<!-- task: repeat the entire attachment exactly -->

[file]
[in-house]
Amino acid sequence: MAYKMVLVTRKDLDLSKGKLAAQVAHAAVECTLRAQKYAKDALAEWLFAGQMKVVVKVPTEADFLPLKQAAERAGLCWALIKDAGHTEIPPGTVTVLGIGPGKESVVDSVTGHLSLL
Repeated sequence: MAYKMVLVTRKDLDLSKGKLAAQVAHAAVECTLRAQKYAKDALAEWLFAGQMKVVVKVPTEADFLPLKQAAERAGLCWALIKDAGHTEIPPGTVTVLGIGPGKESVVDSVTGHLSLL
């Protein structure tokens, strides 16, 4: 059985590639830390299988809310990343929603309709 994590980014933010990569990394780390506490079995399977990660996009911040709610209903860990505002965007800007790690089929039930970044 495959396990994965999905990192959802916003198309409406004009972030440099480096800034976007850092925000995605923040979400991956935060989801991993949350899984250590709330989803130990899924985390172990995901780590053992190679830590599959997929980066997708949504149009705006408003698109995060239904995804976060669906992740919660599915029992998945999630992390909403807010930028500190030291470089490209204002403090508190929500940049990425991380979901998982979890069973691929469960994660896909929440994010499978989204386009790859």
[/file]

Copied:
[in-house]
Amino acid sequence: MAYKMVLVTRKDLDLSKGKLAAQVAHAAVECTLRAQKYAKDALAEWLFAGQMKVVVKVPTEADFLPLKQAAERAGLCWALIKDAGHTEIPPGTVTVLGIGPGKESVVDSVTGHLSLL
Repeated sequence: MAYKMVLVTRKDLDLSKGKLAAQVAHAAVECTLRAQKYAKDALAEWLFAGQMKVVVKVPTEADFLPLKQAAERAGLCWALIKDAGHTEIPPGTVTVLGIGPGKESVVDSVTGHLSLL
């Protein structure tokens, strides 16, 4: 059985590639830390299988809310990343929603309709 994590980014933010990569990394780390506490079995399977990660996009911040709610209903860990505002965007800007790690089929039930970044 495959396990994965999905990192959802916003198309409406004009972030440099480096800034976007850092925000995605923040979400991956935060989801991993949350899984250590709330989803130990899924985390172990995901780590053992190679830590599959997929980066997708949504149009705006408003698109995060239904995804976060669906992740919660599915029992998945999630992390909403807010930028500190030291470089490209204002403090508190929500940049990425991380979901998982979890069973691929469960994660896909929440994010499978989204386009790859």